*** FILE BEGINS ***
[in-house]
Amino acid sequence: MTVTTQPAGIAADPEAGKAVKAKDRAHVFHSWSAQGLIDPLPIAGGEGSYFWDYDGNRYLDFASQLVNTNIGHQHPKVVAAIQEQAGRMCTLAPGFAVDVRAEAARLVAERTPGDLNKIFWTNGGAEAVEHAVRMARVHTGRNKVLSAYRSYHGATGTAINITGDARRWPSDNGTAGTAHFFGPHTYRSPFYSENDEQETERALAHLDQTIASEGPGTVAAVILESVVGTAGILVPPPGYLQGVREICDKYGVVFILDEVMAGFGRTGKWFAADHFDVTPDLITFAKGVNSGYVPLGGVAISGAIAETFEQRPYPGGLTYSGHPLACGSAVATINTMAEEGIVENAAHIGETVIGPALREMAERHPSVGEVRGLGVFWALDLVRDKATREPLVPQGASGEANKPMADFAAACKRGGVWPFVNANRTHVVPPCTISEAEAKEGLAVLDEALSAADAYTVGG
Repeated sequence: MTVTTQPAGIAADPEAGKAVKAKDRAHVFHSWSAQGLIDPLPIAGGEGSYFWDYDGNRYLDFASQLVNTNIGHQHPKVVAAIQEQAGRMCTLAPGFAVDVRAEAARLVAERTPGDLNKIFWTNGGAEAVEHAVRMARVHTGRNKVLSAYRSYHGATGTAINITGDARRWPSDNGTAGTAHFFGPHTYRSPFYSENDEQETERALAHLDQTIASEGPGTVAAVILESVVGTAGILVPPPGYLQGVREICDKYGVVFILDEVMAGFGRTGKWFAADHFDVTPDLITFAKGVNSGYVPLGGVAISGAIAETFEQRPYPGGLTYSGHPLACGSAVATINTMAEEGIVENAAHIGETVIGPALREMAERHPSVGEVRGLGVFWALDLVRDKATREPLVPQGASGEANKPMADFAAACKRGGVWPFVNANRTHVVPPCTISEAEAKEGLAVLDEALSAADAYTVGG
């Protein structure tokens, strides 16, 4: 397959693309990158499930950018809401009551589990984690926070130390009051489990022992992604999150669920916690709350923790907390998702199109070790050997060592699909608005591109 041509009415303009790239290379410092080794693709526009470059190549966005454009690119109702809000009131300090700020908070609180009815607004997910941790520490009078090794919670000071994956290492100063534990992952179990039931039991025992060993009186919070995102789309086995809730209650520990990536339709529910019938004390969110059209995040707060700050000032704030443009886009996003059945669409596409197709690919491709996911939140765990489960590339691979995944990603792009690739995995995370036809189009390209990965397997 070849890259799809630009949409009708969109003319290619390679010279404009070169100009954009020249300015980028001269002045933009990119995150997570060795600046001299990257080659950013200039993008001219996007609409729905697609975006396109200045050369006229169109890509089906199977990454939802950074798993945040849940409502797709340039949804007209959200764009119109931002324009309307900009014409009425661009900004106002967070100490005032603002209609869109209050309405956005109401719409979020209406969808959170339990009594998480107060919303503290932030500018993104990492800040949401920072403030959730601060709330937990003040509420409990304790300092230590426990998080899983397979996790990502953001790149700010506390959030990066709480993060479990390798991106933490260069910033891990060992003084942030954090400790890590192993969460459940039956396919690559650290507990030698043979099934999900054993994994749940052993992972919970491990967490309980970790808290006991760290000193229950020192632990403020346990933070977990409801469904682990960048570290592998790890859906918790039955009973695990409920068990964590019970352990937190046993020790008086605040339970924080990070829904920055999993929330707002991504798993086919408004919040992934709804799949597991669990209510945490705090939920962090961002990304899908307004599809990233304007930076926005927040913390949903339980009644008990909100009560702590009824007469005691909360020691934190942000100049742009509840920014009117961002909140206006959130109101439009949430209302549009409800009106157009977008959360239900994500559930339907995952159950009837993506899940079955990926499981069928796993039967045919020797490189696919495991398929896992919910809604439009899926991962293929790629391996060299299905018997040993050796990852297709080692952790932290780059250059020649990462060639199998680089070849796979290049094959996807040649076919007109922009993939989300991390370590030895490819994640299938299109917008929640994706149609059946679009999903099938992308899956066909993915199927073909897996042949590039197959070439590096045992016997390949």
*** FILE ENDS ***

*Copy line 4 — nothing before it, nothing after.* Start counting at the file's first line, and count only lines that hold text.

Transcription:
């Protein structure tokens, strides 16, 4: 397959693309990158499930950018809401009551589990984690926070130390009051489990022992992604999150669920916690709350923790907390998702199109070790050997060592699909608005591109 041509009415303009790239290379410092080794693709526009470059190549966005454009690119109702809000009131300090700020908070609180009815607004997910941790520490009078090794919670000071994956290492100063534990992952179990039931039991025992060993009186919070995102789309086995809730209650520990990536339709529910019938004390969110059209995040707060700050000032704030443009886009996003059945669409596409197709690919491709996911939140765990489960590339691979995944990603792009690739995995995370036809189009390209990965397997 070849890259799809630009949409009708969109003319290619390679010279404009070169100009954009020249300015980028001269002045933009990119995150997570060795600046001299990257080659950013200039993008001219996007609409729905697609975006396109200045050369006229169109890509089906199977990454939802950074798993945040849940409502797709340039949804007209959200764009119109931002324009309307900009014409009425661009900004106002967070100490005032603002209609869109209050309405956005109401719409979020209406969808959170339990009594998480107060919303503290932030500018993104990492800040949401920072403030959730601060709330937990003040509420409990304790300092230590426990998080899983397979996790990502953001790149700010506390959030990066709480993060479990390798991106933490260069910033891990060992003084942030954090400790890590192993969460459940039956396919690559650290507990030698043979099934999900054993994994749940052993992972919970491990967490309980970790808290006991760290000193229950020192632990403020346990933070977990409801469904682990960048570290592998790890859906918790039955009973695990409920068990964590019970352990937190046993020790008086605040339970924080990070829904920055999993929330707002991504798993086919408004919040992934709804799949597991669990209510945490705090939920962090961002990304899908307004599809990233304007930076926005927040913390949903339980009644008990909100009560702590009824007469005691909360020691934190942000100049742009509840920014009117961002909140206006959130109101439009949430209302549009409800009106157009977008959360239900994500559930339907995952159950009837993506899940079955990926499981069928796993039967045919020797490189696919495991398929896992919910809604439009899926991962293929790629391996060299299905018997040993050796990852297709080692952790932290780059250059020649990462060639199998680089070849796979290049094959996807040649076919007109922009993939989300991390370590030895490819994640299938299109917008929640994706149609059946679009999903099938992308899956066909993915199927073909897996042949590039197959070439590096045992016997390949």